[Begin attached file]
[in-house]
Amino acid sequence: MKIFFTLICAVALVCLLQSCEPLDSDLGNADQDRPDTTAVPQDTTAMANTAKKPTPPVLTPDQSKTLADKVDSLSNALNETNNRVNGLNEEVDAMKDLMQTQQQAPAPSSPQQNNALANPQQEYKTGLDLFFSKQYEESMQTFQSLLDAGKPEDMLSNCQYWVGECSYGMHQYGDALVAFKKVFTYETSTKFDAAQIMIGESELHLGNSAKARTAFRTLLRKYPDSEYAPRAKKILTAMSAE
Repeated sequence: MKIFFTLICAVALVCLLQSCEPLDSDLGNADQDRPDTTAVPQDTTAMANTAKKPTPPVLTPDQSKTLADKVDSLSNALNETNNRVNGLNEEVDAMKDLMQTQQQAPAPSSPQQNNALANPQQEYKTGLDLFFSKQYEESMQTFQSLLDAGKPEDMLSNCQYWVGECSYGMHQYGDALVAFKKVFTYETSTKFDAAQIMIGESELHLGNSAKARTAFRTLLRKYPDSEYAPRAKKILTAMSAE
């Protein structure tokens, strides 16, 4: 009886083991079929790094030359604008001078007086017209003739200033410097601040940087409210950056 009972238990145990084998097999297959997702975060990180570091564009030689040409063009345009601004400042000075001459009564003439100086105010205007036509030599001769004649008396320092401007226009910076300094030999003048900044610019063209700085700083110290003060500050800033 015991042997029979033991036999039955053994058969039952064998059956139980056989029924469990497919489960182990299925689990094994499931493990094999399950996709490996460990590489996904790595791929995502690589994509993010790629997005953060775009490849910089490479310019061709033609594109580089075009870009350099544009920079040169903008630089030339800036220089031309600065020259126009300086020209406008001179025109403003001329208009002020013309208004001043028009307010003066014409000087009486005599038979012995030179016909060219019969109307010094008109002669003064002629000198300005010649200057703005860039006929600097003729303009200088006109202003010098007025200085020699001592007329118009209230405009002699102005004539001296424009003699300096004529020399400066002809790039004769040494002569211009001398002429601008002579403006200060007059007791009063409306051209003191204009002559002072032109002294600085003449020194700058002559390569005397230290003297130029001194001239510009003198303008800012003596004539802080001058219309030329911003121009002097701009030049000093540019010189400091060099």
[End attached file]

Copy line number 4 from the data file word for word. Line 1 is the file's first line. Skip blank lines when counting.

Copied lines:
């Protein structure tokens, strides 16, 4: 009886083991079929790094030359604008001078007086017209003739200033410097601040940087409210950056 009972238990145990084998097999297959997702975060990180570091564009030689040409063009345009601004400042000075001459009564003439100086105010205007036509030599001769004649008396320092401007226009910076300094030999003048900044610019063209700085700083110290003060500050800033 015991042997029979033991036999039955053994058969039952064998059956139980056989029924469990497919489960182990299925689990094994499931493990094999399950996709490996460990590489996904790595791929995502690589994509993010790629997005953060775009490849910089490479310019061709033609594109580089075009870009350099544009920079040169903008630089030339800036220089031309600065020259126009300086020209406008001179025109403003001329208009002020013309208004001043028009307010003066014409000087009486005599038979012995030179016909060219019969109307010094008109002669003064002629000198300005010649200057703005860039006929600097003729303009200088006109202003010098007025200085020699001592007329118009209230405009002699102005004539001296424009003699300096004529020399400066002809790039004769040494002569211009001398002429601008002579403006200060007059007791009063409306051209003191204009002559002072032109002294600085003449020194700058002559390569005397230290003297130029001194001239510009003198303008800012003596004539802080001058219309030329911003121009002097701009030049000093540019010189400091060099």